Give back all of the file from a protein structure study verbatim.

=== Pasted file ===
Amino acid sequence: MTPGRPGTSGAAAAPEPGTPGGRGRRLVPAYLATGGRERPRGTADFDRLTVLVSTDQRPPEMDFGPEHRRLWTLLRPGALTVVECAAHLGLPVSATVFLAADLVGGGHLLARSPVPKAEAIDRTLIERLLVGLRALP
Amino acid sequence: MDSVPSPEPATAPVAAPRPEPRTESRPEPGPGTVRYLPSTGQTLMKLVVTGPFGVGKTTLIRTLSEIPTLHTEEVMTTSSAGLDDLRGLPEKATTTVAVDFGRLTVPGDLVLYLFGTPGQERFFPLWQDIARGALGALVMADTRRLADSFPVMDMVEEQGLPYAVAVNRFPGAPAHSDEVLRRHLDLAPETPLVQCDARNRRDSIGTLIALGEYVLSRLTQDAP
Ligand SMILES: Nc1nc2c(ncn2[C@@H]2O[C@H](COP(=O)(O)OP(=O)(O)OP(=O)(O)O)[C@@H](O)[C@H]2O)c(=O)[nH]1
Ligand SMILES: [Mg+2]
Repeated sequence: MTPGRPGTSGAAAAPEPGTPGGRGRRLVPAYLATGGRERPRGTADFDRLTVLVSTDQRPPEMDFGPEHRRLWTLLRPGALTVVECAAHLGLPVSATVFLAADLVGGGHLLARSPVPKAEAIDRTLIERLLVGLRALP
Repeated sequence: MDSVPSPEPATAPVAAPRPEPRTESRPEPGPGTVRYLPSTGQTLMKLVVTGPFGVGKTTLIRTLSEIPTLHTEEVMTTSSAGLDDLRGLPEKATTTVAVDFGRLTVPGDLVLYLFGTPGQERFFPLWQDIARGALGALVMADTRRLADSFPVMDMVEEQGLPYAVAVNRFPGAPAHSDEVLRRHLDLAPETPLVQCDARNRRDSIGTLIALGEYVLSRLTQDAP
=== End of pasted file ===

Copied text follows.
Amino acid sequence: MTPGRPGTSGAAAAPEPGTPGGRGRRLVPAYLATGGRERPRGTADFDRLTVLVSTDQRPPEMDFGPEHRRLWTLLRPGALTVVECAAHLGLPVSATVFLAADLVGGGHLLARSPVPKAEAIDRTLIERLLVGLRALP
Amino acid sequence: MDSVPSPEPATAPVAAPRPEPRTESRPEPGPGTVRYLPSTGQTLMKLVVTGPFGVGKTTLIRTLSEIPTLHTEEVMTTSSAGLDDLRGLPEKATTTVAVDFGRLTVPGDLVLYLFGTPGQERFFPLWQDIARGALGALVMADTRRLADSFPVMDMVEEQGLPYAVAVNRFPGAPAHSDEVLRRHLDLAPETPLVQCDARNRRDSIGTLIALGEYVLSRLTQDAP
Ligand SMILES: Nc1nc2c(ncn2[C@@H]2O[C@H](COP(=O)(O)OP(=O)(O)OP(=O)(O)O)[C@@H](O)[C@H]2O)c(=O)[nH]1
Ligand SMILES: [Mg+2]
Repeated sequence: MTPGRPGTSGAAAAPEPGTPGGRGRRLVPAYLATGGRERPRGTADFDRLTVLVSTDQRPPEMDFGPEHRRLWTLLRPGALTVVECAAHLGLPVSATVFLAADLVGGGHLLARSPVPKAEAIDRTLIERLLVGLRALP
Repeated sequence: MDSVPSPEPATAPVAAPRPEPRTESRPEPGPGTVRYLPSTGQTLMKLVVTGPFGVGKTTLIRTLSEIPTLHTEEVMTTSSAGLDDLRGLPEKATTTVAVDFGRLTVPGDLVLYLFGTPGQERFFPLWQDIARGALGALVMADTRRLADSFPVMDMVEEQGLPYAVAVNRFPGAPAHSDEVLRRHLDLAPETPLVQCDARNRRDSIGTLIALGEYVLSRLTQDAP